03 February, 2009

Customs and Excise Exhibition

TT Customs & Excise officer displaying what looks to be an air rifle to onlookers at the TT Customs & Excise Exhibition last week on the Brian Lara Promenade, in downtown Port of Spain. From this Newsday photo it appears as though the officer is handling the rifle in an unsafe manner, by pointing the muzzle in the direction of the persons present. It may just be the angle of the photo though. Regardless, it’s in a busy public area with hundreds of pedestrians, so there is no ‘down range’ to point the rifle safely. As such, he may have pointed up or (less preferable, but safer than horizontal) down. Even our protective services professionals need firearms safety training. The caption also incorrectly labels the air rifle a ‘firearm’.

A Civilian Marksmanship Program would educate the public enough to be able immediately spot the unsafe practices of those entrusted with the public safety and security.

We haven’t been shooting much over the past couple weeks, as rain, family and professional commitments has kept us busy.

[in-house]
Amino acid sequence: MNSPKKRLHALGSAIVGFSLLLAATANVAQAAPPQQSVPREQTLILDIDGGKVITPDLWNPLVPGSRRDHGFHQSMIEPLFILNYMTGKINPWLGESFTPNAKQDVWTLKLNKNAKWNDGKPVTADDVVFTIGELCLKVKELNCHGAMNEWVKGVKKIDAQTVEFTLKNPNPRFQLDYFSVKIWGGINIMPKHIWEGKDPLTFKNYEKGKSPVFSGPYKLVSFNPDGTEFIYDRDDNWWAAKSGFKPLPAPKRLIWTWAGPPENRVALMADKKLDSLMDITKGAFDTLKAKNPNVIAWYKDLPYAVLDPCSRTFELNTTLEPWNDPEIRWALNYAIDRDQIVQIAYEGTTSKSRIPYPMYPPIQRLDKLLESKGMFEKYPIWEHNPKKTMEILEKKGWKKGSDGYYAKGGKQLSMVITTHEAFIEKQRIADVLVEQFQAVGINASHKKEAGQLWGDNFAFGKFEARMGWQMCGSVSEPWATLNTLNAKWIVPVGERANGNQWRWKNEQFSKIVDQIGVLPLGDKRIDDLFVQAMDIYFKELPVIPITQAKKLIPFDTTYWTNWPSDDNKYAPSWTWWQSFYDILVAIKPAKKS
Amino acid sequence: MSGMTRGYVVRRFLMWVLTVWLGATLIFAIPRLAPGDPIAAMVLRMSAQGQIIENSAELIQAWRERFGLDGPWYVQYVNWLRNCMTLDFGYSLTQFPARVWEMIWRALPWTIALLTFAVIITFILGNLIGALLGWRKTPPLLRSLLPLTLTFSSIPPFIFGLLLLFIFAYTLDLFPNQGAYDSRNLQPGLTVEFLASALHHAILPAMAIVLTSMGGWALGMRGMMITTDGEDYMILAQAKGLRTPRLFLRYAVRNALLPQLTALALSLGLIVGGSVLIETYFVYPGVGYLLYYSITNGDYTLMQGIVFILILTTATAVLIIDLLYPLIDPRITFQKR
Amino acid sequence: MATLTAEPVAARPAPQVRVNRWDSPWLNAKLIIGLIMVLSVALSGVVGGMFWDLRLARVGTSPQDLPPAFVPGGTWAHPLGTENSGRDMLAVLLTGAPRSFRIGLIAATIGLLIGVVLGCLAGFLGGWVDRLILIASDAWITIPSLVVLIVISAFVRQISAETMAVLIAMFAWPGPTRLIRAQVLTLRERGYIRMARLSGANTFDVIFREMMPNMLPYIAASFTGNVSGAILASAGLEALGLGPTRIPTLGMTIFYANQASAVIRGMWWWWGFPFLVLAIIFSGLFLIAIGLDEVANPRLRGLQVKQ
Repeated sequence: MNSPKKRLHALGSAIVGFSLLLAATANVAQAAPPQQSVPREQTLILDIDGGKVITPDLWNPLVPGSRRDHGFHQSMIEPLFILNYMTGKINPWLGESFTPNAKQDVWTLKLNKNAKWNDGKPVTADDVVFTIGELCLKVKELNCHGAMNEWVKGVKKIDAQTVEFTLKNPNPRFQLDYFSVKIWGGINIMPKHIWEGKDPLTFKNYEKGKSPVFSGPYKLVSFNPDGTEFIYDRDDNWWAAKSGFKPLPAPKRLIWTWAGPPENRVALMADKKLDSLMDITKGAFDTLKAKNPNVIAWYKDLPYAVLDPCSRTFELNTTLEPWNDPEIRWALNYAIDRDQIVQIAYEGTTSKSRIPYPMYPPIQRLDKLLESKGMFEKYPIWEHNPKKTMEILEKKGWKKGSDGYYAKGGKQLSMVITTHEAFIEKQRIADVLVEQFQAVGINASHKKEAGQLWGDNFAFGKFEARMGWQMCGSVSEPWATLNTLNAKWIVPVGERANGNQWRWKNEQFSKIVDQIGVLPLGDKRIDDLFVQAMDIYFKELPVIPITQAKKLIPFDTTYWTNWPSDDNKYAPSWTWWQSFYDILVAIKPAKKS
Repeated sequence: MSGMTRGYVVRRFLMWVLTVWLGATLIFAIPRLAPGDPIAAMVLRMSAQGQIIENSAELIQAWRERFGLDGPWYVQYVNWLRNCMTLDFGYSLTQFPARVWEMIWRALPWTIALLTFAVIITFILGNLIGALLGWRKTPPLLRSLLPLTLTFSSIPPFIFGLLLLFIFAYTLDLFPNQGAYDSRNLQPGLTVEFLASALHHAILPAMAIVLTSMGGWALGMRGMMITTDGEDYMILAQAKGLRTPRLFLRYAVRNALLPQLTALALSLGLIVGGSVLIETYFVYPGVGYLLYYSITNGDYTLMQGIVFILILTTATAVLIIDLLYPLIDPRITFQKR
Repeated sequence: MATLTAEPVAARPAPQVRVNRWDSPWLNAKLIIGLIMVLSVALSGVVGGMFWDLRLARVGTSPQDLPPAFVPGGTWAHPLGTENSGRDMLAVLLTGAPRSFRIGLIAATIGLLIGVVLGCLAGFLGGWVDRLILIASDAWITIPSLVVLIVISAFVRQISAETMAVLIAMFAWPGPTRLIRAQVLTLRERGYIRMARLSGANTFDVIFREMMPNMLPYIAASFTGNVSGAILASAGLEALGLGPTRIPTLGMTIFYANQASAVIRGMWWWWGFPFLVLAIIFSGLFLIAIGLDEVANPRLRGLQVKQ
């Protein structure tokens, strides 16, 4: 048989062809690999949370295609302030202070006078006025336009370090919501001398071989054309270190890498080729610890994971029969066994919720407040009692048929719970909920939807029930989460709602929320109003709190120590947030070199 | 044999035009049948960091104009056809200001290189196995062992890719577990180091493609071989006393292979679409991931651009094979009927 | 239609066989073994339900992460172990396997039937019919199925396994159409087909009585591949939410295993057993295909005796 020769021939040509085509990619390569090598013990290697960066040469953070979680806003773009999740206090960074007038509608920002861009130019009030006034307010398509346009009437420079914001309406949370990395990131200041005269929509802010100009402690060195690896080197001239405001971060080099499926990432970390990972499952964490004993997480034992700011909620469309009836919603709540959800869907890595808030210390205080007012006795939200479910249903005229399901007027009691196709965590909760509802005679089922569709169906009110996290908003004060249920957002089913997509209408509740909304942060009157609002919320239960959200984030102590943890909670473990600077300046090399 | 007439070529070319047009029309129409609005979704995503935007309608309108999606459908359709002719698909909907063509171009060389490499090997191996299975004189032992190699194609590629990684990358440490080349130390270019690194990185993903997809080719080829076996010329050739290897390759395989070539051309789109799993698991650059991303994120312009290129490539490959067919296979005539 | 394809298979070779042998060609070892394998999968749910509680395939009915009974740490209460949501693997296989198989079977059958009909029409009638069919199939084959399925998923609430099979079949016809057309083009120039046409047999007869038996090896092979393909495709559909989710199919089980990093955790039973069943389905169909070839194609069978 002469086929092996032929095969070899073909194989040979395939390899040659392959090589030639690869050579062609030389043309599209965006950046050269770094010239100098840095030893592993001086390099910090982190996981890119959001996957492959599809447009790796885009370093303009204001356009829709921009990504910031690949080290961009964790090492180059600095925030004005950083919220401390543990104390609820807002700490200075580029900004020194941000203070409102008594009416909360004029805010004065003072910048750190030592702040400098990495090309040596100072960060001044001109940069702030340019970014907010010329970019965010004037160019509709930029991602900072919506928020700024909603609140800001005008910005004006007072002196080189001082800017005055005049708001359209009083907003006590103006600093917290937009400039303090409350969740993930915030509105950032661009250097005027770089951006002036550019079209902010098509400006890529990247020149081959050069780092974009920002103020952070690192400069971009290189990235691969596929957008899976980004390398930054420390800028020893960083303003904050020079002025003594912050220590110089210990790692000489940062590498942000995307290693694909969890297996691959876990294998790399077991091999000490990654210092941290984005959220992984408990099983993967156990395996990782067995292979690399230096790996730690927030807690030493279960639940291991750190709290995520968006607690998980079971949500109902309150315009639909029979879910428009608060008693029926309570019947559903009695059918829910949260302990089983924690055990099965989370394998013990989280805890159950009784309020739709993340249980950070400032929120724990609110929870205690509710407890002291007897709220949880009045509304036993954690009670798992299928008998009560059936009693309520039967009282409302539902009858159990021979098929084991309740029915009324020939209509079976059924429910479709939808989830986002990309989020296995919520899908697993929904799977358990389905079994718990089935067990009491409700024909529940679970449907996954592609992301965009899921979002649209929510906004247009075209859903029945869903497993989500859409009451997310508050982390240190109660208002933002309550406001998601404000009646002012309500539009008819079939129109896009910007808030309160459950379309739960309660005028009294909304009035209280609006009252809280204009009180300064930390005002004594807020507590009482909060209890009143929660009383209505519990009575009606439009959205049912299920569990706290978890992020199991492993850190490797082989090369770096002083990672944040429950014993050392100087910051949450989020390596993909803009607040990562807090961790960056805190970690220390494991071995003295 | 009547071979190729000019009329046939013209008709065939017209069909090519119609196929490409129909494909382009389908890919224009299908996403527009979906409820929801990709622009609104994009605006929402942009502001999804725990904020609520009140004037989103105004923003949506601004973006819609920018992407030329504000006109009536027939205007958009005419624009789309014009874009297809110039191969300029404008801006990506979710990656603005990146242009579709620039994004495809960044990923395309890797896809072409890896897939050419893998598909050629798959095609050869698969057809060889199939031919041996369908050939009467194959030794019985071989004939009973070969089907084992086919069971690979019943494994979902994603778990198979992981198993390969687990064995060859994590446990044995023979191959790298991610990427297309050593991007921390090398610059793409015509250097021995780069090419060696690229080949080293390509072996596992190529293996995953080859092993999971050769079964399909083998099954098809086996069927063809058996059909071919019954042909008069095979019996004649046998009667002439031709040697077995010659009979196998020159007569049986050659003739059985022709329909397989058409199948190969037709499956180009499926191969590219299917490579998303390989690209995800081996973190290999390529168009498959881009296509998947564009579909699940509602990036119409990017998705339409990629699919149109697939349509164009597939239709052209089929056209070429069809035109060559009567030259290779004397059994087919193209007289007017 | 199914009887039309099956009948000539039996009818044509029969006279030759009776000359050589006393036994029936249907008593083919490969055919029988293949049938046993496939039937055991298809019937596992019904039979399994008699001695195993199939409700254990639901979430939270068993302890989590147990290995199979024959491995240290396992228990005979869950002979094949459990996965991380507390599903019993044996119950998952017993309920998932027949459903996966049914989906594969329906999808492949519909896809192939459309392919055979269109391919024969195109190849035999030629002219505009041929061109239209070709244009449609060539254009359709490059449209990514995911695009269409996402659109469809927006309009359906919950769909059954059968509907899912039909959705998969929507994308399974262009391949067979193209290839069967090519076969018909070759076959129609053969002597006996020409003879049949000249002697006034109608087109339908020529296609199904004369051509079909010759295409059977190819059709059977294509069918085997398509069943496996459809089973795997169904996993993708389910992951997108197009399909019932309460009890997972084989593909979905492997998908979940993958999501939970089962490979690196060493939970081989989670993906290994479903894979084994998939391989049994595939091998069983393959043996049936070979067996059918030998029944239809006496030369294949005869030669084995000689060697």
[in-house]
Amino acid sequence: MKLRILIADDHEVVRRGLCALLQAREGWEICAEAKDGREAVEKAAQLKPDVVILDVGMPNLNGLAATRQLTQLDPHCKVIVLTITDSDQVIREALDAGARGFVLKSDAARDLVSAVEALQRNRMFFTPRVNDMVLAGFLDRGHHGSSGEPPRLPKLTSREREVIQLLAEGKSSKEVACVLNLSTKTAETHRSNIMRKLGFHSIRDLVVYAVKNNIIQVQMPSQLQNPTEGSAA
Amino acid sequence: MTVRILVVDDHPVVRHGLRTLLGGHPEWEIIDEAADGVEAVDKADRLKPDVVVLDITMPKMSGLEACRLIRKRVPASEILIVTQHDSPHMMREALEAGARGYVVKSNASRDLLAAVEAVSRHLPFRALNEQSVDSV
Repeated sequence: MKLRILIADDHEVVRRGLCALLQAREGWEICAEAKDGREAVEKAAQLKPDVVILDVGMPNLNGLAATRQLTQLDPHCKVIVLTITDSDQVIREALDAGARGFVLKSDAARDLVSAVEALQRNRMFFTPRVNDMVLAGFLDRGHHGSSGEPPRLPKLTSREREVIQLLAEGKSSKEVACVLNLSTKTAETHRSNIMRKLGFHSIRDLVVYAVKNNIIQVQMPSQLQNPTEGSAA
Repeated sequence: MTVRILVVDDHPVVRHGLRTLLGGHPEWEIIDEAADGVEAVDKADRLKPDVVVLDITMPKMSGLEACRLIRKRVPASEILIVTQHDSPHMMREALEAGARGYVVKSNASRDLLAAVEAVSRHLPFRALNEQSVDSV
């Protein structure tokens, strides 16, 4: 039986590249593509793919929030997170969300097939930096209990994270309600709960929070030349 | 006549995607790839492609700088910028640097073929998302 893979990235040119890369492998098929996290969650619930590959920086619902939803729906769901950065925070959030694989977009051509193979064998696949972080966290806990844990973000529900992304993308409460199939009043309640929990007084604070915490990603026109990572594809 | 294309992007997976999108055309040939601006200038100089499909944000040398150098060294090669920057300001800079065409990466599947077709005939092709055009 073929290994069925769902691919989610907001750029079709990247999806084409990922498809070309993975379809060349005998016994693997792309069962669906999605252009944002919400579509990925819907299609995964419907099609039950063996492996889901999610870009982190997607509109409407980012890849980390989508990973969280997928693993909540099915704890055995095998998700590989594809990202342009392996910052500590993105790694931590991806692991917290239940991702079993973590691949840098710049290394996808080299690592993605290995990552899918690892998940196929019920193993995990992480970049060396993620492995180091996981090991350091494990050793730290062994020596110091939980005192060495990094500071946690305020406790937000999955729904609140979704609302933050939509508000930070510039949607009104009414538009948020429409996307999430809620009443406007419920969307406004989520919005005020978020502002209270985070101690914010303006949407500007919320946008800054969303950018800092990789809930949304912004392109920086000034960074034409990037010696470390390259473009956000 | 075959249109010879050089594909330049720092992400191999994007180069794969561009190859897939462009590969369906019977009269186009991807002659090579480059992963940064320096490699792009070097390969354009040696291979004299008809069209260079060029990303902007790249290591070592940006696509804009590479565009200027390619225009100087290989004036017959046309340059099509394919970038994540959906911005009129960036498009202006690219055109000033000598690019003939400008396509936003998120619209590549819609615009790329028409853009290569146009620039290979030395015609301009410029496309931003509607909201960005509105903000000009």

Last Friday, Republic Bank limited withdrawals to $5,000 per customer, according to Caroline Kissoon of the Express newspaper. Despite assurances from Anna-Maria Garcia-Brooks, group marketing and communications manager, the run on the bank continued yesterday.

Yes folks, it has started. When the largest commercial bank in the country with branches in several other Caribbean countries, experiences a loss of depositor confidence, then what follows will not be pretty. Can this lead to a banking panic, where there’s a run on several banks at the same time? We’ll see.

Turn some of your paper investments into tangibles. Stockpile food, water, tools, fuel, first aid supplies, drugs your family use and have a way to protect your family and property. Even if you cannot legally own a gun, then co-operating with your neighbours will gretly enhance your chances of protecting your family.

An effective neighbourhood watch programme will reveal both strengths and weaknesses in your security preparations. There may be neighbours with guns of which you aren’t aware. Hunters, police and soldiers on special duty, retired police, businesspersons, sport shooters et al, may all be quietly living in your midst, armed, and an untapped resource for community defence.

All will be reluctant to share this info with you, due to OPSEC and our dramatically rising violent crime rate. However, if handled with tact, and the necessary confidentiality assurances given, then some may be coaxed into being part of a well run NW programme.

Hoplophobes may be your second biggest obstacles though. The first being criminals living in your neighbourhood, along with their relatives who encourage and condone their activities.

There are a number of options in dealing with this problem, which will be discussed in a subsequent post.

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